You may find that the person who has passed away has paid for their funeral in advance. If you think that the deceased may have prepaid their funeral expenses, but cannot find the paper work, talk to their solicitor, or the executor of their will.

Most people have a will drawn up to inform their loved ones how to divide up their money and possessions after their death. The executor of the will is responsible for distributing the person’s money and assets to those named in the will.
People who are names in the will are known as 'beneficiaries'. Generally assets can only be distributed after debts are paid, and once the courts have granted 'probate' or validated the will.
The executor will need a number of documents to enable them to administer the will. Try to gather these documents together as soon as possible:

  • banking records
  • credit, charge and store cards
  • taxation records
  • superannuation records
  • records of investments.

If there is no will the estate is shared under a formula set by law.

It’s never easy when a partner passes away, especially if they’ve been the one looking after your finances. Although it’s tempting to ignore financial aspects while dealing with your emotions, the sooner you sort out your options, the clearer your decision making will be.
It’s important to revaluate your financial position following the death of a partner. You may have inherited savings and assets previously held in joint names, and could be entitled to a payment from their retirement savings or insurance. Contact their insurance and retirement savings scheme providers to find out if you’re eligible for any payments.
To understand your position more clearly, organise your finances by:

  • listing your assets (eg. house, car or boat
  • listing your liabilities (eg. home loan, credit cards or personal loans)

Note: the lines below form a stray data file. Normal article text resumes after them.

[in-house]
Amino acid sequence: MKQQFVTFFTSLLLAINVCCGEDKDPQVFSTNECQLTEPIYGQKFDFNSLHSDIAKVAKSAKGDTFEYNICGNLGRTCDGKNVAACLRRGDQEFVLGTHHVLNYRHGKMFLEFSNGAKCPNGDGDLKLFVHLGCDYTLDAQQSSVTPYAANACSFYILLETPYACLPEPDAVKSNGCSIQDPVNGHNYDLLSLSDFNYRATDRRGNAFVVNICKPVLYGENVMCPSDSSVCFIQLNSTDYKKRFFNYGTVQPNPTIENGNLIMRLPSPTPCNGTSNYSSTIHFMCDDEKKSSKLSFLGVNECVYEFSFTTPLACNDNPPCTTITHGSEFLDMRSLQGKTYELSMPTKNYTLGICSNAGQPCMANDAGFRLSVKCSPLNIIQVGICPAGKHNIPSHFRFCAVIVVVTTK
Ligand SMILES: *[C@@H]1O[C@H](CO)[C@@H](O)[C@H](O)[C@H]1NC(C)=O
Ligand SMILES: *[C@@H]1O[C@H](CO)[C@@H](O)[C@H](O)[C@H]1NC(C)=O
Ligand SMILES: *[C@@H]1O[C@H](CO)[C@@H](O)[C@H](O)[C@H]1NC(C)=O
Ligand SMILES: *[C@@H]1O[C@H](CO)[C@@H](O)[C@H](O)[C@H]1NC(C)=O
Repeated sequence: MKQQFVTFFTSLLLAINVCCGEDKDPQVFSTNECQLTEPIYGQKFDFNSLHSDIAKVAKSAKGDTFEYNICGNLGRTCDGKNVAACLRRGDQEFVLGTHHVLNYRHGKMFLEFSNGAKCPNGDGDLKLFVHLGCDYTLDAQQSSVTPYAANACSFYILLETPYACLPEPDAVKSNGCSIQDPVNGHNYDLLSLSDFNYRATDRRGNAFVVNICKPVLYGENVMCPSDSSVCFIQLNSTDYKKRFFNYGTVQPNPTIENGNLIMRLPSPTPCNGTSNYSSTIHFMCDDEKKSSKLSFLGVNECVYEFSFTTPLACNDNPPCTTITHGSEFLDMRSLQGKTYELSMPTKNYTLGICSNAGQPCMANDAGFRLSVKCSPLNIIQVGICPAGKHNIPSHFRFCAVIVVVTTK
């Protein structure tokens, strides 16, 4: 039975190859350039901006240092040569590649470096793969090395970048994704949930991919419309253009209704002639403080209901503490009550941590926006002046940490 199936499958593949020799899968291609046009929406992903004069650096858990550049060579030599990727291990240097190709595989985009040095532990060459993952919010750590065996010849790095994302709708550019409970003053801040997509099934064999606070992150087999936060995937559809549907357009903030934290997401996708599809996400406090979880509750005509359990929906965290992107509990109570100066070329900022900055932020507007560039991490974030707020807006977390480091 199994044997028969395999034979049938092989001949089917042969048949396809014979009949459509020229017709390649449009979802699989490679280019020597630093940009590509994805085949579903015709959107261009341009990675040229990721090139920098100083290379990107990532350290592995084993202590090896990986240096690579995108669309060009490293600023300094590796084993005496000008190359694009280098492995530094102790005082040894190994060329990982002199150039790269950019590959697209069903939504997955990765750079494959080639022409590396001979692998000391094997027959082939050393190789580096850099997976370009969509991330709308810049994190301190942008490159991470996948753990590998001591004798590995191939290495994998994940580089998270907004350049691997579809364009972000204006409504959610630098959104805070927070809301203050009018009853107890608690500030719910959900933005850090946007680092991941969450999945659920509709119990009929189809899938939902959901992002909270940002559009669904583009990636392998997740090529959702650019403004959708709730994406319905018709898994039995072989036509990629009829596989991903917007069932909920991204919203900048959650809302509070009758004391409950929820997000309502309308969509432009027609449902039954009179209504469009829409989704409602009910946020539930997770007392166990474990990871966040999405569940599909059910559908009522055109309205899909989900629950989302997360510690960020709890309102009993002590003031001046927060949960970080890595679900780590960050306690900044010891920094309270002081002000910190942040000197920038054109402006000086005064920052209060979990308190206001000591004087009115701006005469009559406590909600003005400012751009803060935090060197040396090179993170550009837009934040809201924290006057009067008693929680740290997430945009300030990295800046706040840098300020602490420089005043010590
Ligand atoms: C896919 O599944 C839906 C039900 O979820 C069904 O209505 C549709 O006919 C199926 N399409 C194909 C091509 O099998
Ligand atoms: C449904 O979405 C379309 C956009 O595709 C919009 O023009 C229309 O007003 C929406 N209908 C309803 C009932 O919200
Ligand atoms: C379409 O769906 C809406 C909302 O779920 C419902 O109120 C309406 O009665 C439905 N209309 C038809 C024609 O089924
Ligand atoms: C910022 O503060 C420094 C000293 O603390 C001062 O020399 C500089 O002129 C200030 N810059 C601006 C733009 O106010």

•  looking at how much you earn (on payslips or tax returns)
  • listing out any investments and savings (eg. look at bank or superannuation statements).

It’s a good idea to seek advice from a financial Adviser once you’ve done an initial assessment of your situation. A financial Adviser can help you make effective decisions around how to use or invest your money so it works to your advantage. AMP has a large network of financial Advisers and they can help you

To learn more about budgeting to manage your finances more effectively in the future go to the Ministry of Social Development website

All people grieve differently, and there’s no right or wrong ways to deal with grief. However, if you find yourself becoming overwhelmed and unable to cope with the situation it’s important that you reach out for help.

There are a number of support groups and professionals available to help you through a difficult time. For more information go to the Ministry of Social Development website 

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The content on this website is for information only. The information is of a general nature and does not constitute financial advice or other professional advice. Before taking any action, you should always seek financial advice or other professional advice relevant to your personal circumstances. While care has been taken to supply information on this website that is accurate, no entity or person gives any warranty of reliability or accuracy, or accepts any responsibility arising in any way including from any error or omission.

A disclosure statement is available from your Adviser, on request and free of charge.